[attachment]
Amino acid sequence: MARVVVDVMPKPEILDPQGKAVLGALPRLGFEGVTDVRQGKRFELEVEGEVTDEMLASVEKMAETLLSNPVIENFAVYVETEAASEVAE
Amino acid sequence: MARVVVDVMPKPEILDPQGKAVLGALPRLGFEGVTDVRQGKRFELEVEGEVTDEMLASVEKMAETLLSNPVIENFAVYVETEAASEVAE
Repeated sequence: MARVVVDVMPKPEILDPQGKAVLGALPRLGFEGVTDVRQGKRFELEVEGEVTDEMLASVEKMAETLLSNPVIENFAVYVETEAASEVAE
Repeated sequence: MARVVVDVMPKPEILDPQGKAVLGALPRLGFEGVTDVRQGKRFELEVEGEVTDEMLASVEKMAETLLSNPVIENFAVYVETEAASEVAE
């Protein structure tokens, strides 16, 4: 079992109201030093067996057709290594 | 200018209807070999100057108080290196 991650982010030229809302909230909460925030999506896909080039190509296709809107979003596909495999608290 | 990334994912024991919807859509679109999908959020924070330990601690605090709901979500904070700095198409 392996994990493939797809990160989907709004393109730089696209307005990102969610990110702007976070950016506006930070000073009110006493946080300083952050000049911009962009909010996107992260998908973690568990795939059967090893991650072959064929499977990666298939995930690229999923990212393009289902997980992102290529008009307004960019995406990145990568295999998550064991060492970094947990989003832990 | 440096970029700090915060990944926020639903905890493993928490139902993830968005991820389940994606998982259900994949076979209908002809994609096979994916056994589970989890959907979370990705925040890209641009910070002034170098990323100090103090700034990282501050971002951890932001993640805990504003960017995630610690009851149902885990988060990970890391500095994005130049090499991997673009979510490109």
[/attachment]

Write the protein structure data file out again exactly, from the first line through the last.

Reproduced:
Amino acid sequence: MARVVVDVMPKPEILDPQGKAVLGALPRLGFEGVTDVRQGKRFELEVEGEVTDEMLASVEKMAETLLSNPVIENFAVYVETEAASEVAE
Amino acid sequence: MARVVVDVMPKPEILDPQGKAVLGALPRLGFEGVTDVRQGKRFELEVEGEVTDEMLASVEKMAETLLSNPVIENFAVYVETEAASEVAE
Repeated sequence: MARVVVDVMPKPEILDPQGKAVLGALPRLGFEGVTDVRQGKRFELEVEGEVTDEMLASVEKMAETLLSNPVIENFAVYVETEAASEVAE
Repeated sequence: MARVVVDVMPKPEILDPQGKAVLGALPRLGFEGVTDVRQGKRFELEVEGEVTDEMLASVEKMAETLLSNPVIENFAVYVETEAASEVAE
């Protein structure tokens, strides 16, 4: 079992109201030093067996057709290594 | 200018209807070999100057108080290196 991650982010030229809302909230909460925030999506896909080039190509296709809107979003596909495999608290 | 990334994912024991919807859509679109999908959020924070330990601690605090709901979500904070700095198409 392996994990493939797809990160989907709004393109730089696209307005990102969610990110702007976070950016506006930070000073009110006493946080300083952050000049911009962009909010996107992260998908973690568990795939059967090893991650072959064929499977990666298939995930690229999923990212393009289902997980992102290529008009307004960019995406990145990568295999998550064991060492970094947990989003832990 | 440096970029700090915060990944926020639903905890493993928490139902993830968005991820389940994606998982259900994949076979209908002809994609096979994916056994589970989890959907979370990705925040890209641009910070002034170098990323100090103090700034990282501050971002951890932001993640805990504003960017995630610690009851149902885990988060990970890391500095994005130049090499991997673009979510490109």